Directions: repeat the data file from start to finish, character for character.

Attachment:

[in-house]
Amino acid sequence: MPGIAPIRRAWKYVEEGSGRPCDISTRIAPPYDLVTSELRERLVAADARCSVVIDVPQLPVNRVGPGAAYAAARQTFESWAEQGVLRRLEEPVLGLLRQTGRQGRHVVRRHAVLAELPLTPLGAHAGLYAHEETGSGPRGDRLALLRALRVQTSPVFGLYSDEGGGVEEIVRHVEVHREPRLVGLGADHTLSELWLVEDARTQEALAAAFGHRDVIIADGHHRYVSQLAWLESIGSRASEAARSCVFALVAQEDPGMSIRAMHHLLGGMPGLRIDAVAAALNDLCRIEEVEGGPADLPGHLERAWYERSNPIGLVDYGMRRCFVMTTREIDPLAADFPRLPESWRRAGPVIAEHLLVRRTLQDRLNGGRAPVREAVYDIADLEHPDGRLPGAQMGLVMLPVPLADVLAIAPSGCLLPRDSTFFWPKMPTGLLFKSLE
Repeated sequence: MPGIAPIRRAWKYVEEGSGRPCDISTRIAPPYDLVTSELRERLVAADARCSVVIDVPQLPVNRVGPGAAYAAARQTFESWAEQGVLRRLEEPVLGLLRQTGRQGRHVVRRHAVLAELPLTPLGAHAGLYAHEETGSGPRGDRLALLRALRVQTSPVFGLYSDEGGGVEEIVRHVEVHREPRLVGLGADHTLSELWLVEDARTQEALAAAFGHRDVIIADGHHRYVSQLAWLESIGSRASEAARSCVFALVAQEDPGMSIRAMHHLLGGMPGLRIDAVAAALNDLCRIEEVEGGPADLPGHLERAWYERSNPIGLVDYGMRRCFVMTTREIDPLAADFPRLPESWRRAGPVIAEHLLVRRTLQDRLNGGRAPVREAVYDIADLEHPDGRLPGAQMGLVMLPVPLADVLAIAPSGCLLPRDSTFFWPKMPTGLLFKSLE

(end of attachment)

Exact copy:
[in-house]
Amino acid sequence: MPGIAPIRRAWKYVEEGSGRPCDISTRIAPPYDLVTSELRERLVAADARCSVVIDVPQLPVNRVGPGAAYAAARQTFESWAEQGVLRRLEEPVLGLLRQTGRQGRHVVRRHAVLAELPLTPLGAHAGLYAHEETGSGPRGDRLALLRALRVQTSPVFGLYSDEGGGVEEIVRHVEVHREPRLVGLGADHTLSELWLVEDARTQEALAAAFGHRDVIIADGHHRYVSQLAWLESIGSRASEAARSCVFALVAQEDPGMSIRAMHHLLGGMPGLRIDAVAAALNDLCRIEEVEGGPADLPGHLERAWYERSNPIGLVDYGMRRCFVMTTREIDPLAADFPRLPESWRRAGPVIAEHLLVRRTLQDRLNGGRAPVREAVYDIADLEHPDGRLPGAQMGLVMLPVPLADVLAIAPSGCLLPRDSTFFWPKMPTGLLFKSLE
Repeated sequence: MPGIAPIRRAWKYVEEGSGRPCDISTRIAPPYDLVTSELRERLVAADARCSVVIDVPQLPVNRVGPGAAYAAARQTFESWAEQGVLRRLEEPVLGLLRQTGRQGRHVVRRHAVLAELPLTPLGAHAGLYAHEETGSGPRGDRLALLRALRVQTSPVFGLYSDEGGGVEEIVRHVEVHREPRLVGLGADHTLSELWLVEDARTQEALAAAFGHRDVIIADGHHRYVSQLAWLESIGSRASEAARSCVFALVAQEDPGMSIRAMHHLLGGMPGLRIDAVAAALNDLCRIEEVEGGPADLPGHLERAWYERSNPIGLVDYGMRRCFVMTTREIDPLAADFPRLPESWRRAGPVIAEHLLVRRTLQDRLNGGRAPVREAVYDIADLEHPDGRLPGAQMGLVMLPVPLADVLAIAPSGCLLPRDSTFFWPKMPTGLLFKSLE